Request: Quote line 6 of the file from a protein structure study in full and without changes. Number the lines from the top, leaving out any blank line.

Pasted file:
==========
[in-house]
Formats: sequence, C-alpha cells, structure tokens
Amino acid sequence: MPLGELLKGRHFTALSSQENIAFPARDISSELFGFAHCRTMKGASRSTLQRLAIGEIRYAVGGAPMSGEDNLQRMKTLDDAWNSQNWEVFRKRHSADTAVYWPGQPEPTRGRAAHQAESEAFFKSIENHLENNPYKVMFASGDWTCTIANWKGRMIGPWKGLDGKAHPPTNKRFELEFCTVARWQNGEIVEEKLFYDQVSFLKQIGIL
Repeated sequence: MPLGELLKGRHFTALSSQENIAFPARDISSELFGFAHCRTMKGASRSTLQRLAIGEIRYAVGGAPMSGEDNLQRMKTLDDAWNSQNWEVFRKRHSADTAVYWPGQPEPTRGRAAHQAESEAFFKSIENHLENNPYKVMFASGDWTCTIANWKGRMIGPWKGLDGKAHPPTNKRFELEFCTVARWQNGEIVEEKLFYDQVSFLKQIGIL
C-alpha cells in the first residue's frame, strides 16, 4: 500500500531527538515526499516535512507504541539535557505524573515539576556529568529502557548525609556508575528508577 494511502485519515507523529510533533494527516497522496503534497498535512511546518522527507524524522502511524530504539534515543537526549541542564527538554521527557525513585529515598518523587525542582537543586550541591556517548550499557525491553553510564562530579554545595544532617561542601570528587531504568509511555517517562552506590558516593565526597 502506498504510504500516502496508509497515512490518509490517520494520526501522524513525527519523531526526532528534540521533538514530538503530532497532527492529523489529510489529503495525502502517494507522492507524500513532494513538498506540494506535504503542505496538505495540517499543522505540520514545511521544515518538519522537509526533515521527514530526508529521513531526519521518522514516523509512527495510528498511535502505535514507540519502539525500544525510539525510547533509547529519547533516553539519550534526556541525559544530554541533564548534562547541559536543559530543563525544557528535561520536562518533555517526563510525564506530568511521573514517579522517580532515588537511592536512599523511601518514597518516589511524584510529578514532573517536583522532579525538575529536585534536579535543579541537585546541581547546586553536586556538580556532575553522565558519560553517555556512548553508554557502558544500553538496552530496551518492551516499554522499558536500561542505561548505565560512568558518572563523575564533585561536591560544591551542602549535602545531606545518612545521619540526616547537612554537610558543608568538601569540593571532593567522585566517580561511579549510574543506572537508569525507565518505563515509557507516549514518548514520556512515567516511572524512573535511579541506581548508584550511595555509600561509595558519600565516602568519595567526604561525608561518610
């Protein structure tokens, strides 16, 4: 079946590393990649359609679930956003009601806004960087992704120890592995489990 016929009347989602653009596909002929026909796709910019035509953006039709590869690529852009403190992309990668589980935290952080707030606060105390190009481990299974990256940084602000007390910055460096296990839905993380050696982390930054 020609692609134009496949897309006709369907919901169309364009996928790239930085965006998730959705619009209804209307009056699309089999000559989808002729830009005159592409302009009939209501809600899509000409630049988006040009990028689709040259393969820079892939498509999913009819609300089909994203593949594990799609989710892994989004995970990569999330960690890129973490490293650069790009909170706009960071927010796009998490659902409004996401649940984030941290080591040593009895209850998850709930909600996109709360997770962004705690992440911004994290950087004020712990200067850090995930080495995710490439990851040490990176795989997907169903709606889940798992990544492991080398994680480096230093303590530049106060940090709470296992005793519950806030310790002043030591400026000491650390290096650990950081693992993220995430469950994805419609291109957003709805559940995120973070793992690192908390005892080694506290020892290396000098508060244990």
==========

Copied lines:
């Protein structure tokens, strides 16, 4: 079946590393990649359609679930956003009601806004960087992704120890592995489990 016929009347989602653009596909002929026909796709910019035509953006039709590869690529852009403190992309990668589980935290952080707030606060105390190009481990299974990256940084602000007390910055460096296990839905993380050696982390930054 020609692609134009496949897309006709369907919901169309364009996928790239930085965006998730959705619009209804209307009056699309089999000559989808002729830009005159592409302009009939209501809600899509000409630049988006040009990028689709040259393969820079892939498509999913009819609300089909994203593949594990799609989710892994989004995970990569999330960690890129973490490293650069790009909170706009960071927010796009998490659902409004996401649940984030941290080591040593009895209850998850709930909600996109709360997770962004705690992440911004994290950087004020712990200067850090995930080495995710490439990851040490990176795989997907169903709606889940798992990544492991080398994680480096230093303590530049106060940090709470296992005793519950806030310790002043030591400026000491650390290096650990950081693992993220995430469950994805419609291109957003709805559940995120973070793992690192908390005892080694506290020892290396000098508060244990």